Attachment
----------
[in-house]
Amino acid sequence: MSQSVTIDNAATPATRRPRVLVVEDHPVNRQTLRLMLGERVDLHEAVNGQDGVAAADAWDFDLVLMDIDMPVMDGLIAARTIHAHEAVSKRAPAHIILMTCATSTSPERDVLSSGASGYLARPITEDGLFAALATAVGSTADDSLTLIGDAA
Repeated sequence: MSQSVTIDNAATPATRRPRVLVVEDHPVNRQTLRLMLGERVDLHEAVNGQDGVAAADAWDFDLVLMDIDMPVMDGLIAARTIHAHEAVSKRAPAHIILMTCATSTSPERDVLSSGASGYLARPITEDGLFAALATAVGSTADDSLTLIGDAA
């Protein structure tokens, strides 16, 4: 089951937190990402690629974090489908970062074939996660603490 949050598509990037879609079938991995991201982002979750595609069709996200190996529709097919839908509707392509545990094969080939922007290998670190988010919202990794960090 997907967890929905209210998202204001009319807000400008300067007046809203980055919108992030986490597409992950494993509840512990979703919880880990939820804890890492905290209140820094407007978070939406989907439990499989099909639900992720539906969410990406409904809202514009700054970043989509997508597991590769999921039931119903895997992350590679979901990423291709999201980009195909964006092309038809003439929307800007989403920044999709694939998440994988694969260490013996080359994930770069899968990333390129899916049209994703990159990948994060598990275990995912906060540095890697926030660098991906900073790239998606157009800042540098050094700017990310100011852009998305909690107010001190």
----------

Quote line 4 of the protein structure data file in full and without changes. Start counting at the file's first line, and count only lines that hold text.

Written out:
């Protein structure tokens, strides 16, 4: 089951937190990402690629974090489908970062074939996660603490 949050598509990037879609079938991995991201982002979750595609069709996200190996529709097919839908509707392509545990094969080939922007290998670190988010919202990794960090 997907967890929905209210998202204001009319807000400008300067007046809203980055919108992030986490597409992950494993509840512990979703919880880990939820804890890492905290209140820094407007978070939406989907439990499989099909639900992720539906969410990406409904809202514009700054970043989509997508597991590769999921039931119903895997992350590679979901990423291709999201980009195909964006092309038809003439929307800007989403920044999709694939998440994988694969260490013996080359994930770069899968990333390129899916049209994703990159990948994060598990275990995912906060540095890697926030660098991906900073790239998606157009800042540098050094700017990310100011852009998305909690107010001190």